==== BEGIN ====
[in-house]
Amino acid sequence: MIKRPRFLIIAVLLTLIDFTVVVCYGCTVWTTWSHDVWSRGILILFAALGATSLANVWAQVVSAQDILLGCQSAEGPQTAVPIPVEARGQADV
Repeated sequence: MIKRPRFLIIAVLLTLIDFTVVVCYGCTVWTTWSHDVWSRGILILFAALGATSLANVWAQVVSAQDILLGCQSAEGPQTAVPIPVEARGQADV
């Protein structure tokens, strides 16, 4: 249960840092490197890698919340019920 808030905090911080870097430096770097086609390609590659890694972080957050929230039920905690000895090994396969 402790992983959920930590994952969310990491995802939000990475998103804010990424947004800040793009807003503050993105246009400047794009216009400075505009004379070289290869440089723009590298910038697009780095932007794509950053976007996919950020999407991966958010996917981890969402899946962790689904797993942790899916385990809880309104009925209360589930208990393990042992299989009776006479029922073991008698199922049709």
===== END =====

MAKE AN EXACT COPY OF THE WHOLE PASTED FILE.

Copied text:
[in-house]
Amino acid sequence: MIKRPRFLIIAVLLTLIDFTVVVCYGCTVWTTWSHDVWSRGILILFAALGATSLANVWAQVVSAQDILLGCQSAEGPQTAVPIPVEARGQADV
Repeated sequence: MIKRPRFLIIAVLLTLIDFTVVVCYGCTVWTTWSHDVWSRGILILFAALGATSLANVWAQVVSAQDILLGCQSAEGPQTAVPIPVEARGQADV
């Protein structure tokens, strides 16, 4: 249960840092490197890698919340019920 808030905090911080870097430096770097086609390609590659890694972080957050929230039920905690000895090994396969 402790992983959920930590994952969310990491995802939000990475998103804010990424947004800040793009807003503050993105246009400047794009216009400075505009004379070289290869440089723009590298910038697009780095932007794509950053976007996919950020999407991966958010996917981890969402899946962790689904797993942790899916385990809880309104009925209360589930208990393990042992299989009776006479029922073991008698199922049709």